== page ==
Thiamine’s potential role in supporting brain cells against damage by EMF also relates to another thiamine-dependent enzyme called transketolase, which acts as a “bridge” in the pentose phosphate pathway (PPP). Transketolase is thought to be a “redox-sensitive regulatory mechanism to increase flux through the PPP in times of oxidative stress” [40]. When excessive oxidation occurs in cells, this inevitably raises the requirement for glutathione to counteract the damage.

Cells regenerate glutathione by using the NADPH generated in the PPP. Hence, increased oxidation means increased transketolase activity, which, by definition, also translates to an increased thiamine requirement. And not only does pathway this supply reducing power to regenerate glutathione, but also diverts resources towards fatty acid synthesis required for maintaining the myelin sheath. This is especially important in the context of EMF-induced myelin sheath degeneration and demyelination.

As we examined earlier, low glutathione and other intracellular antioxidants are characteristic biomarkers of EHS/EMF-sensitivity. In fact, EMF exposure alone is enough to deplete brain levels of these antioxidants and render cells susceptible to oxidative damage.

Again, thiamine has been used in the research to prevent this antioxidant deficit and protect cells from toxicity. Although there are no studies looking at thiamine in the context of EMF specifically, active thiamine (TPP) has been used successfully for toxic exposures which produce similar neurochemical changes. High dose thiamine prevented oxidative damage caused by cisplatin in both liver [41] and brain [42], reducing markers of lipid peroxidation, DNA damage, and increasing levels of key antioxidants - reduced glutathione and superoxide dismutase.

In brain methotrexate toxicity, TPP prevented the increase in lipid peroxidation and maintained levels of reduced glutathione, glutathione peroxidase, and superoxide dismutase [43]. A lipid-soluble disulphide derivative of thiamine called sulbutiamine was shown to have a similar protective effect on glutathione and significantly reduced reactive oxygen species in retinol ganglion cells [44].

Thiamine as an antioxidant

However, these anti-oxidative effects are likely not solely due to thiamine’s role as a cofactor for transketolase. Rather, one possible function of the thiamine molecule is a site-directed antioxidant. Thiamine can exert antioxidant effects on ascorbic acid [45], aldehydes and polyphenols [46], and scavenge superoxide [47].

When complexed with ascorbic acid, it was also shown to inhibit the oxidation of dopamine [48]. The suggested mechanism by which it directly quenches free radicals and hydroperoxides is by the transfer of two electrons from the NH2 group of the pyrimidine ring of the thiamine molecule [46].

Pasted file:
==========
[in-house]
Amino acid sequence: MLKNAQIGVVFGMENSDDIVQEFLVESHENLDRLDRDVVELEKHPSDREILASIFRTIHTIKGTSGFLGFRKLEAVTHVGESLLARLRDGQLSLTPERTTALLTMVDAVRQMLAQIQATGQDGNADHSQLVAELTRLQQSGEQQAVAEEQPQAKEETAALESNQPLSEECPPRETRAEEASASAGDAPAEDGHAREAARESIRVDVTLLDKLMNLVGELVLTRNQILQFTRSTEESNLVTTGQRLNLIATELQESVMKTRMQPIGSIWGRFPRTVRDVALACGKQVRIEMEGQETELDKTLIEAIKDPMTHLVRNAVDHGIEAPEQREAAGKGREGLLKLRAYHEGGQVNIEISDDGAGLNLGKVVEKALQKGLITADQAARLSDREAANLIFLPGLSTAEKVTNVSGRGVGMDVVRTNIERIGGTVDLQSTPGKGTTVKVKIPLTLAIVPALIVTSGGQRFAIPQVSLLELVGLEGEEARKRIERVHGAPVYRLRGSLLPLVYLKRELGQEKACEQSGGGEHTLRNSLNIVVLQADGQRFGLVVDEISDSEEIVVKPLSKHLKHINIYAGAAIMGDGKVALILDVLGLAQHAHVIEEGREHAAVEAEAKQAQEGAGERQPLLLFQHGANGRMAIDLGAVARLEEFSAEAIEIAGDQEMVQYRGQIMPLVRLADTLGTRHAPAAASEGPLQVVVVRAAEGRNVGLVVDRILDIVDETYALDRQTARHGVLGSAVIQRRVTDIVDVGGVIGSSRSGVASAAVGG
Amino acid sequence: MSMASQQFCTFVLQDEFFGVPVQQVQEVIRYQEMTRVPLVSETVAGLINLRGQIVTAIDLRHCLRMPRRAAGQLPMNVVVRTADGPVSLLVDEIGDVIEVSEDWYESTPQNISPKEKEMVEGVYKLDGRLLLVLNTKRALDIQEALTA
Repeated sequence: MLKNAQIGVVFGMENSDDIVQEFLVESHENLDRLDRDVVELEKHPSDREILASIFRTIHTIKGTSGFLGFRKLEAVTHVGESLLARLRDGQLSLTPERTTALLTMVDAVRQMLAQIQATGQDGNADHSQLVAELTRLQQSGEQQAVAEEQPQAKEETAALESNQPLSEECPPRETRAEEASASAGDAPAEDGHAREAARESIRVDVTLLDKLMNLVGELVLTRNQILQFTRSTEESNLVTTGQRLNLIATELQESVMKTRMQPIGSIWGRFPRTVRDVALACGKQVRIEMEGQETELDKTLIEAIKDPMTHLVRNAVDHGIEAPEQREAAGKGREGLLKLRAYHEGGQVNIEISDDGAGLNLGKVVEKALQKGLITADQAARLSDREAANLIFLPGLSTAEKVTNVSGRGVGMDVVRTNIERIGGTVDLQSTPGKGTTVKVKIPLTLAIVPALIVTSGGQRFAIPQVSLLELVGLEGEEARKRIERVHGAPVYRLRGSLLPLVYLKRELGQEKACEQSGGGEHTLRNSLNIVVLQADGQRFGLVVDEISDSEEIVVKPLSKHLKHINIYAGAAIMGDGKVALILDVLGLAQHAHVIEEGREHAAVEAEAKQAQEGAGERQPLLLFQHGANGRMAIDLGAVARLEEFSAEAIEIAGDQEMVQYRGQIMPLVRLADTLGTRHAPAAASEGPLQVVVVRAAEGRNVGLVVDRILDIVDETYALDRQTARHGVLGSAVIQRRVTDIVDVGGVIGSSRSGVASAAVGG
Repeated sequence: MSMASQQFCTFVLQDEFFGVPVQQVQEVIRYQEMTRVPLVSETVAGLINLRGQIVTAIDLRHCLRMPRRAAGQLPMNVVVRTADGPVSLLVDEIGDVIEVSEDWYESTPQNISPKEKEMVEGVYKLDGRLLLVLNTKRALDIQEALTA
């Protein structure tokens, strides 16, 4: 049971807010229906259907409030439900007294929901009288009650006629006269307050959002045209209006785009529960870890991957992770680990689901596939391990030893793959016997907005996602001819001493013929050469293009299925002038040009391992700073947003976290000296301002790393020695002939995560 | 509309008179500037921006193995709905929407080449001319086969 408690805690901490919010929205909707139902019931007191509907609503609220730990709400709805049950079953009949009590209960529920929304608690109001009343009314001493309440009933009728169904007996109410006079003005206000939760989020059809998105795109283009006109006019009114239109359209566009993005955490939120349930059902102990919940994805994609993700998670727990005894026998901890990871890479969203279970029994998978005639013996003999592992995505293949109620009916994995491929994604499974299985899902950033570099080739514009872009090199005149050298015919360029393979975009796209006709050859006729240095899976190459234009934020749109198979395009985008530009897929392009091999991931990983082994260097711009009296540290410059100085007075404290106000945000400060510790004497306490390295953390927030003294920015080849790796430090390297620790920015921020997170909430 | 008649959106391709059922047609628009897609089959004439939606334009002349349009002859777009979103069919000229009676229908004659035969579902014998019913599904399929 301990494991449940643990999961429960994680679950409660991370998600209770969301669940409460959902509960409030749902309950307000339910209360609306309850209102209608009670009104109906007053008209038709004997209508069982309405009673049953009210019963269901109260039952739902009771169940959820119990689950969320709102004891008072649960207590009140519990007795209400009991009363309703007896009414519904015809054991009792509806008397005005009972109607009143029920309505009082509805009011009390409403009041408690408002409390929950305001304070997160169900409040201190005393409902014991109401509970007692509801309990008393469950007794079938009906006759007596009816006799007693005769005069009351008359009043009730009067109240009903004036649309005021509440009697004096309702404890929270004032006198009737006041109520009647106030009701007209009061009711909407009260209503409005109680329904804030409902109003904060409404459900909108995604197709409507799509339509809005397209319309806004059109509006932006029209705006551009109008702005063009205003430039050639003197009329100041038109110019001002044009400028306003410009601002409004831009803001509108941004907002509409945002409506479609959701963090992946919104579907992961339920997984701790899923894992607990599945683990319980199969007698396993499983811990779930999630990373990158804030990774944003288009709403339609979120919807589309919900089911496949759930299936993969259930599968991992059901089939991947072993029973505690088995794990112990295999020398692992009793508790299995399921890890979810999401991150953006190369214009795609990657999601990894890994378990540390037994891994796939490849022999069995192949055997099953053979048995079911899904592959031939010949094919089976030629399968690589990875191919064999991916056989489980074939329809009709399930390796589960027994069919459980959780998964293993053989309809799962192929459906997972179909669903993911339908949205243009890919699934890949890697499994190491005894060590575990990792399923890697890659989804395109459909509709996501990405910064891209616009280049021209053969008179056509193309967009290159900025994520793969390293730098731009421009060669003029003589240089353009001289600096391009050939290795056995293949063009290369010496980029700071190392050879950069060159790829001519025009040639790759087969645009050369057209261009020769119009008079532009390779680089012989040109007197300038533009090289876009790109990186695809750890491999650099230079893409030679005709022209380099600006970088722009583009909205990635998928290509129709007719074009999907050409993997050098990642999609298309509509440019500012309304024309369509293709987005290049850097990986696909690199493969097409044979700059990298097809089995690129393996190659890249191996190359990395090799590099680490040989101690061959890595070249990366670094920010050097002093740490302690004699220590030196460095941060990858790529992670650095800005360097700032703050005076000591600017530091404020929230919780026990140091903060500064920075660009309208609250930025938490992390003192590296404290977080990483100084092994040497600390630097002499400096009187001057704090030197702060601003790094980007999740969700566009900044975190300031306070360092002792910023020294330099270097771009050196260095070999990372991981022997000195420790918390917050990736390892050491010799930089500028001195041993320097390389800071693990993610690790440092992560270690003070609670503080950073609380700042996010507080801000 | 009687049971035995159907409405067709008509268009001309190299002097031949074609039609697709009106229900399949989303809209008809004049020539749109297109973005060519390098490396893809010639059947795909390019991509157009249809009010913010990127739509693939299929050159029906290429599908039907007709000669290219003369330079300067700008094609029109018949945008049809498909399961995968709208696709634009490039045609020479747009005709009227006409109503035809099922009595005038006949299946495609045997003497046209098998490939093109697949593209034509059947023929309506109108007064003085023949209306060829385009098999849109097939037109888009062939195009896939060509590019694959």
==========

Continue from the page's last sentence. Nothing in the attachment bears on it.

Interestingly, thiamine can reverse forms of oxidative stress which are not directly related to its coenzyme function. Lipid peroxidation and glutathione reductase activity in cardiac hypertrophy were normalized with thiamine supplementation [49], along with free radical oxidation of oleic acid in rat liver microsomes [46].

Gibson G. Interactions of oxidative stress with thiamine homeostasis promote neurodegeneration. Neurochemistry International. 2002;40(6):493-504. doi:10.1016/s0197-0186(01)00120-6

So it would seem that thiamine might be useful in counteracting many of the specific physiological consequences of EMF exposure. When considering the different types of thiamine which might come in handy in this context, it is important to use a form which can saturate the brain.

As an aside, there are several other nutrients which have been proven to support oxidation in the brain.

These include selenium, melatonin, and vitamin E. However, there are multiple nutrients which have received attention in the research community and show excellent promise for protecting cell metabolism. Many studies have demonstrated protective effects on melatonin specifically in relation to EMF damage. Melatonin was shown to reduce lipid peroxidation and boost glutathione peroxidase and reduced glutathione after wifi exposure [50].

According to another study, melatonin protected hippocampal cells through reducing malondialdehyde and reversing the loss of glutathione peroxidase, SOD, and catalase [51]. Finally, both melatonin and omega 3 fatty acids protected against damage and cell death in the hippocampus [52]. Other research has also highlighted significant benefits from vitamin C [53], N-acetylcysteine, Vitamin E [54, 55], Selenium [56], zinc [57], and folate [58].